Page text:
In the decade since the Stanford collapse, there’s been a lot of time for introspection. Why was Baton Rouge so ripe for this scam? Was there something unique to this place?
A lot of people have asked those questions. A sociologist even wrote about it.
In 2015, Camilo Leslie, now an associate professor at Tulane University, published his doctoral dissertation on the Stanford Group Ponzi scheme and how the firm cultivated and developed the reputation for trustworthiness that ultimately enabled it to rope in so many investors.
Though Stanford had victims all over the world, including many in Houston, Miami and Latin America, Leslie believes a unique set of factors made Baton Rouge “prime hunting ground.”
A big part of it was the faith or religiosity in this Deep South, Bible Belt community. Many Stanford victims were congregants of large, well-respected megachurches, like Bethany and Healing Place, where several of Stanford’s local advisors were also prominent, active members.
These advisors wore their religion on their sleeves, as a badge of honor. They talked about Jesus and hosted Bible studies at their upscale homes. Whether their expressions of faith were sincere, their association with some the city’s most populous and influential houses of worship helped them establish trustworthiness among potential investors.
The Exxon connection also played a role in facilitating the scandal. ExxonMobil is one of the pillars of the community in Baton Rouge, and hundreds of employees and retirees from Exxon rolled their considerable savings from the company’s generous pension plan into Stanford CDs. They were known as the “Exxon people,” Leslie notes in his dissertation, and the fact that so many of them were investing with Stanford all at the same time gave the firm a stamp of credibility, however unwarranted it may have been.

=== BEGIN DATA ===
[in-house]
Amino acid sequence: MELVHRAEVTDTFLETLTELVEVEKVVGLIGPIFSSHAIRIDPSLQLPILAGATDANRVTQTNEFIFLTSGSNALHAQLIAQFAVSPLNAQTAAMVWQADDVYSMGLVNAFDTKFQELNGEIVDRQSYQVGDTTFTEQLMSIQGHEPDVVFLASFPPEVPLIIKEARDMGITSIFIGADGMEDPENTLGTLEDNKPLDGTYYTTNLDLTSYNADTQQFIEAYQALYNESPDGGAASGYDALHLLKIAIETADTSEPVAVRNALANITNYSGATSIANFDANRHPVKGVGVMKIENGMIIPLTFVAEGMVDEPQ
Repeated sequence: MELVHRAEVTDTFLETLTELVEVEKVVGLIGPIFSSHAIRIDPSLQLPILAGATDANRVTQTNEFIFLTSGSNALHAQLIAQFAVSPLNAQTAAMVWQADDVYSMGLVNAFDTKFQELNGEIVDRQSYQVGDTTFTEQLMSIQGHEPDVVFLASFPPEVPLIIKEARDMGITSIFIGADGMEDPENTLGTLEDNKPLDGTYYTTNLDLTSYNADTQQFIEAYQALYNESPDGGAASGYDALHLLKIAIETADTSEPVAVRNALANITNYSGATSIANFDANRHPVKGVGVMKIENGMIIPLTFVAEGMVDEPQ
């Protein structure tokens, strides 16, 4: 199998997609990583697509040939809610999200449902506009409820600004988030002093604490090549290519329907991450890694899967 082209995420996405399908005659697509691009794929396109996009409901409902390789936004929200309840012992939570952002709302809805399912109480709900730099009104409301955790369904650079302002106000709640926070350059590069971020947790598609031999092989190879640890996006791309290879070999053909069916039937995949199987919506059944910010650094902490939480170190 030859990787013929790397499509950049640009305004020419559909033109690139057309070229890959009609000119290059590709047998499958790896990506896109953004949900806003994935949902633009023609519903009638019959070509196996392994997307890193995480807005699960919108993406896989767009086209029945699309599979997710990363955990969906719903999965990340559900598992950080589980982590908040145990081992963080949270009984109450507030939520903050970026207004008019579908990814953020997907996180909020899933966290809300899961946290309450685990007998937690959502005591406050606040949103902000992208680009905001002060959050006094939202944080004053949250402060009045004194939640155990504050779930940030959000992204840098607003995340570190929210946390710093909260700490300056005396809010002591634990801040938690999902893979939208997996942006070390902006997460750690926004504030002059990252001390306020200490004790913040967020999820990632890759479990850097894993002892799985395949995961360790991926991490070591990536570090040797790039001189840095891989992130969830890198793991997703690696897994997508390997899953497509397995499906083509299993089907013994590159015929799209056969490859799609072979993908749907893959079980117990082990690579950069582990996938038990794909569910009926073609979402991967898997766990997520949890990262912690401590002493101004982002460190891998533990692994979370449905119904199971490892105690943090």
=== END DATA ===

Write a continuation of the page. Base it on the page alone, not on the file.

“The fact that your fellow employees and people you tend to think of as ‘smart’ on the job were making these investment decisions was really powerful and influential in establishing trust in Stanford,” Leslie says. “The large network of oil industry workers that invested in Stanford lent the firm a patina of legitimacy.”
Then, there’s the fact that word travels fast in a city this size, a me-too-kinda town, where people still hang out with friends from seventh-grade and, consequently, still have something of a seventh-grade mentality—they don’t want to be left out.
Stanford was where the cool people were putting money. And the rich ones. And the smart ones. Everybody in Baton Rouge knew about the great returns. No one wanted to be left out.
“There was a volatile mix of elements,” Leslie says. “The faith, the oil industry, the networking all made Baton Rouge particularly susceptible.”